Israel immediately carried out the targeted assassination of Ahmed al-Jabari, the military chief of Hamas, who has a long history of anti-Israeli violence. At the same time, a number of the Fajr-5 missiles were destroyed either on the ground by Israeli bombing or by Iron Dome, Israel’s anti-missile defense system, which was being tested in action for the first time. Only two Fajr-5s seem to have hit Tel Aviv and Jerusalem. Altogether Hamas fired over 1,300 missiles of one type or another. Five Israelis were killed, some 200 were injured, and people all over the country have had to take to air-raid shelters. The Palestinian dead number 163, about half of whom are said to have been terrorists. The campaign lasted eight days, and toward its end, six unfortunate Palestinians accused by Hamas of collaborating with Israel were brought to a busy intersection in Gaza City and summarily shot in front of a crowd of spectators.

Prime ministers of Israel have very limited time before the great powers and transnational bodies such as the United Nations intervene. Fear that the fighting might spread cuts Israel’s freedom of action. At the outset, President Obama handed Israel a pass when he declared that “there’s no country on earth that would tolerate missiles raining down on its citizens from outside its borders,” adding that “we will continue to support Israel’s right to defend itself.”

#page#A highly grateful Prime Minister Netanyahu accordingly mobilized 75,000 reservists. As the missiles fell, he repeatedly promised to raise the level of force “significantly,” implying a ground invasion. One newspaper quoted the minister of the interior saying that the objective was “to send Gaza back to the Middle Ages.” However, Ehud Yaari, an informed and reliable journalist, gave the game away when he published an article stating that Israel was not seeking to topple the Hamas regime in Gaza. “The objective,” he wrote, “is a long-term cease-fire.” Foreign Minister Avigdor Lieberman pleaded for five or six years of security, a modest definition of “long-term.”

Once the suggestion of a cease-fire was in the air, Hamas gained the initiative, for they were in a position to demand concessions and dictate conditions. They accepted Morsi as the broker of a cease-fire in the expectation that he would display Muslim Brotherhood solidarity. Morsi then had to decide whether the Egyptian national interest or Muslim ideology had priority. Egypt is on the verge of economic disaster, and Morsi chose not to risk the loss of American aid and goodwill. The terms of the cease-fire stipulate that Israel will no longer carry out targeted assassination of Hamas terrorists and that Hamas will fire no more rockets and missiles. President Obama and Secretary of State Clinton hurried to praise Morsi’s leadership and responsibility. Hamas at once broke the cease-fire with a feu de joie of 20 missiles.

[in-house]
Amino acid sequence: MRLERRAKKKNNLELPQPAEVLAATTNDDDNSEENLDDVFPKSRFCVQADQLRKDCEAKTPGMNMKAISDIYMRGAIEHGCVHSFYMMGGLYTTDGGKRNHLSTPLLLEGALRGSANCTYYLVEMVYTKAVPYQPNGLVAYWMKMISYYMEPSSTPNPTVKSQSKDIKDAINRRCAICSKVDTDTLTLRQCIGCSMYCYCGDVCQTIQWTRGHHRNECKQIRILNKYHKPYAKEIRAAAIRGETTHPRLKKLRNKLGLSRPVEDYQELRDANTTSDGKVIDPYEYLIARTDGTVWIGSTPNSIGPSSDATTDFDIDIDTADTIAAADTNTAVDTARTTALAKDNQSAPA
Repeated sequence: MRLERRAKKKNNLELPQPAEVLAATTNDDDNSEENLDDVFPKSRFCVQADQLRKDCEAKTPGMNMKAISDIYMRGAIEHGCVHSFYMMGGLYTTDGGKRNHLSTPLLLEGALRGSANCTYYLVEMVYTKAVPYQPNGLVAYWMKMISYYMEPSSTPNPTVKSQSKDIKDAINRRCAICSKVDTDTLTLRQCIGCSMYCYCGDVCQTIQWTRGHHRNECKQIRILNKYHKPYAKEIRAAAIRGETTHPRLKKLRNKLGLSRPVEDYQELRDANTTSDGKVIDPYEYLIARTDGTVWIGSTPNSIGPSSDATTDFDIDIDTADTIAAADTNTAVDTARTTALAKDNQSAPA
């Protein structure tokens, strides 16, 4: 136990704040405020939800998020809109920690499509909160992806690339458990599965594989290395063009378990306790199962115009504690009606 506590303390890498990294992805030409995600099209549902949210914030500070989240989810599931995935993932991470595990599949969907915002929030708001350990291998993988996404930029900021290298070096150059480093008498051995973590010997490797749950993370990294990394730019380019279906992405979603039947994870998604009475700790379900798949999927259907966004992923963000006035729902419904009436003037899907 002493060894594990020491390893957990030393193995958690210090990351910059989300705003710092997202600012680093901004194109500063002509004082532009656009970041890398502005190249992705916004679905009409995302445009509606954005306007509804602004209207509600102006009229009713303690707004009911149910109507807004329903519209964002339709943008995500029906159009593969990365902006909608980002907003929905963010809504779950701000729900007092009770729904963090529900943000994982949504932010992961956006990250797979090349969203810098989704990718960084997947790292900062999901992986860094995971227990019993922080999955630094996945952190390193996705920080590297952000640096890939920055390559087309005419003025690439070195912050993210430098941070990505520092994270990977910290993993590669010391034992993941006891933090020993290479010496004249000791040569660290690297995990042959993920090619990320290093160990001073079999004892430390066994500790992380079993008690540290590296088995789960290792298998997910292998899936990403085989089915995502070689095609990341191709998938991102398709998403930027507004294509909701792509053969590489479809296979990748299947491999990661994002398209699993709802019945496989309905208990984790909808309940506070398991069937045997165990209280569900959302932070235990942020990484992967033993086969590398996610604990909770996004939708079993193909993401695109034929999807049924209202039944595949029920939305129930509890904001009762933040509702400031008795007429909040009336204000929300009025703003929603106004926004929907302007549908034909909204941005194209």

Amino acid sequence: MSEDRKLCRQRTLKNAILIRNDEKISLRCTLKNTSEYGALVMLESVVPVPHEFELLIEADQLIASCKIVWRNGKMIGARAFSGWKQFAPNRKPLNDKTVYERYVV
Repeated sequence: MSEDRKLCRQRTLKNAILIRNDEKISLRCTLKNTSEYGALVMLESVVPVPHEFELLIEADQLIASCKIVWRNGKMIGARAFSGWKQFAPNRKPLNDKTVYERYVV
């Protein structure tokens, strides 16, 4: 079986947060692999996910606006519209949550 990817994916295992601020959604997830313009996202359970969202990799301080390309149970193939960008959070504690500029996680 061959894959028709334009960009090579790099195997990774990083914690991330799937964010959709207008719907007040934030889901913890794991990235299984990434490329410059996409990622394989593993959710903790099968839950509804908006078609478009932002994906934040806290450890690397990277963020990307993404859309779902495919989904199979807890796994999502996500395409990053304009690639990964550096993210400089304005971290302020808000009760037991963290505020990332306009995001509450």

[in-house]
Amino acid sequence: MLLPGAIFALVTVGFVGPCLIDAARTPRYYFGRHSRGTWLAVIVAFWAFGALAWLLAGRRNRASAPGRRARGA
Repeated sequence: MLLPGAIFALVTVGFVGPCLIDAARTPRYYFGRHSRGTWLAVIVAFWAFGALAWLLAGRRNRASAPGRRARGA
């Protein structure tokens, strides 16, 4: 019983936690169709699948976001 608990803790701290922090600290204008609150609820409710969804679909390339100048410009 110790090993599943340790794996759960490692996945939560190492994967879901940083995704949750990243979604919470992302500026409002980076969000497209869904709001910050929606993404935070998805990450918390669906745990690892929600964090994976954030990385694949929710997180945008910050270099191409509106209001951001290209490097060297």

Hamas has overplayed its hand, but this hardly matters, because its cultural values and assumptions have come out on top. Faith-driven ideologues of the sort are never going either to apologize or to surrender. To them, the deaths and devastation in Gaza are worthwhile because the Israelis failed to launch the ground invasion that is the only way to destroy Hamas and replace it with leaders who might share Israel’s values and assumptions. Netanyahu has shown himself “willing to wound but afraid to strike,” to borrow a line from Alexander Pope. The relief that Israelis feel at being spared violence is sweet victory to Hamas. Israeli mobilization and threats now look like posturing and rodomontade. Hamas is furthermore rejoicing in the humiliation of Fatah and Abbas, confidently expecting that any future Palestine will be a Muslim Brotherhood state. Arrangements with Iran are no doubt already in place for restocking their arsenals in order to break the cease-fire at the next opportunity of their choosing. “We will continue to arm,” Khalid Mashaal, the head of Hamas, has already emphasized.

In the hope of smoothing over the dispute between two dependencies of the United States, President Obama paid fulsome compliments to Morsi, calling him a “practical” man who performs what he promises with an engineer’s precision. Morsi instantly took the cue, declaring himself above the law and ruling by decrees that cannot be challenged. He becomes a dictator more extreme than his predecessor Hosni Mubarak, “a new pharaoh,” as his critics put it. As Morsi’s Muslim Brotherhood state takes shape, demonstrations have broken out across Egypt. Netanyahu is also in a fix of his own making. He strikes a deferential note as he thanks Obama for his support against Hamas. Well he might, for he has left Obama in a good position to bring pressure not to act when next Israel comes to deal with implacable enemies of a different culture, for instance a nuclear-armed Iran.

David Pryce-Jones is a British author and commentator and a senior editor of National Review.